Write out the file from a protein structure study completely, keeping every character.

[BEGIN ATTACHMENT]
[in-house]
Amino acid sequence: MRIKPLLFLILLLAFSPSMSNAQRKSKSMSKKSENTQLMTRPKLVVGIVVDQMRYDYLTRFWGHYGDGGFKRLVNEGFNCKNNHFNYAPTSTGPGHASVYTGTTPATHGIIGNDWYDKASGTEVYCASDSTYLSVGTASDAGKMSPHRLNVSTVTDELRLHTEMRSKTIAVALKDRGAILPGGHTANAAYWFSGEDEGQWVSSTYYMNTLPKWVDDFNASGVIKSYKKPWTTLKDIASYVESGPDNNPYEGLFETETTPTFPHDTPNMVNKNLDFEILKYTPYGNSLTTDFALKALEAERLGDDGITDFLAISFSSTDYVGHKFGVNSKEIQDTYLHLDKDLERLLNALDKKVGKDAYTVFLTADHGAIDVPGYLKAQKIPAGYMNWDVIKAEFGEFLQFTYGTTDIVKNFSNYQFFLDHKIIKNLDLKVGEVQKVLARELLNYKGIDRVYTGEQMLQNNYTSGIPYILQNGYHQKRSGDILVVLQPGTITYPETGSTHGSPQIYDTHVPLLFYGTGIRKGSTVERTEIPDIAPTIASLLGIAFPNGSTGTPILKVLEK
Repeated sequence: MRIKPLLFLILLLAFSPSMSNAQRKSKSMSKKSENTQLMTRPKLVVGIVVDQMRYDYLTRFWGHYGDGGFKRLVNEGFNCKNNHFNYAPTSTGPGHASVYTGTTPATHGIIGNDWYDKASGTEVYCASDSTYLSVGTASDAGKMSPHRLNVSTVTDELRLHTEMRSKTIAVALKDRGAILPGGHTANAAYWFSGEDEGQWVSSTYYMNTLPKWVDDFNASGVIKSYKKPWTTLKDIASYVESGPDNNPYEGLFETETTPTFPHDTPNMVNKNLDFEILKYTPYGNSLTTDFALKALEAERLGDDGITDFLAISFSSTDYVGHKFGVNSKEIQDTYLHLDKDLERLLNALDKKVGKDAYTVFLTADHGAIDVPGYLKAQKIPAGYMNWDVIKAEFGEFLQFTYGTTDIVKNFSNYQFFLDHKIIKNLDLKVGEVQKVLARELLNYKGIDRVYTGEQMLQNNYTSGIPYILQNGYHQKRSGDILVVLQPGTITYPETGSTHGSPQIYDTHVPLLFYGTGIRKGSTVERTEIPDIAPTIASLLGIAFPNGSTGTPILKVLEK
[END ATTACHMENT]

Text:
[in-house]
Amino acid sequence: MRIKPLLFLILLLAFSPSMSNAQRKSKSMSKKSENTQLMTRPKLVVGIVVDQMRYDYLTRFWGHYGDGGFKRLVNEGFNCKNNHFNYAPTSTGPGHASVYTGTTPATHGIIGNDWYDKASGTEVYCASDSTYLSVGTASDAGKMSPHRLNVSTVTDELRLHTEMRSKTIAVALKDRGAILPGGHTANAAYWFSGEDEGQWVSSTYYMNTLPKWVDDFNASGVIKSYKKPWTTLKDIASYVESGPDNNPYEGLFETETTPTFPHDTPNMVNKNLDFEILKYTPYGNSLTTDFALKALEAERLGDDGITDFLAISFSSTDYVGHKFGVNSKEIQDTYLHLDKDLERLLNALDKKVGKDAYTVFLTADHGAIDVPGYLKAQKIPAGYMNWDVIKAEFGEFLQFTYGTTDIVKNFSNYQFFLDHKIIKNLDLKVGEVQKVLARELLNYKGIDRVYTGEQMLQNNYTSGIPYILQNGYHQKRSGDILVVLQPGTITYPETGSTHGSPQIYDTHVPLLFYGTGIRKGSTVERTEIPDIAPTIASLLGIAFPNGSTGTPILKVLEK
Repeated sequence: MRIKPLLFLILLLAFSPSMSNAQRKSKSMSKKSENTQLMTRPKLVVGIVVDQMRYDYLTRFWGHYGDGGFKRLVNEGFNCKNNHFNYAPTSTGPGHASVYTGTTPATHGIIGNDWYDKASGTEVYCASDSTYLSVGTASDAGKMSPHRLNVSTVTDELRLHTEMRSKTIAVALKDRGAILPGGHTANAAYWFSGEDEGQWVSSTYYMNTLPKWVDDFNASGVIKSYKKPWTTLKDIASYVESGPDNNPYEGLFETETTPTFPHDTPNMVNKNLDFEILKYTPYGNSLTTDFALKALEAERLGDDGITDFLAISFSSTDYVGHKFGVNSKEIQDTYLHLDKDLERLLNALDKKVGKDAYTVFLTADHGAIDVPGYLKAQKIPAGYMNWDVIKAEFGEFLQFTYGTTDIVKNFSNYQFFLDHKIIKNLDLKVGEVQKVLARELLNYKGIDRVYTGEQMLQNNYTSGIPYILQNGYHQKRSGDILVVLQPGTITYPETGSTHGSPQIYDTHVPLLFYGTGIRKGSTVERTEIPDIAPTIASLLGIAFPNGSTGTPILKVLEK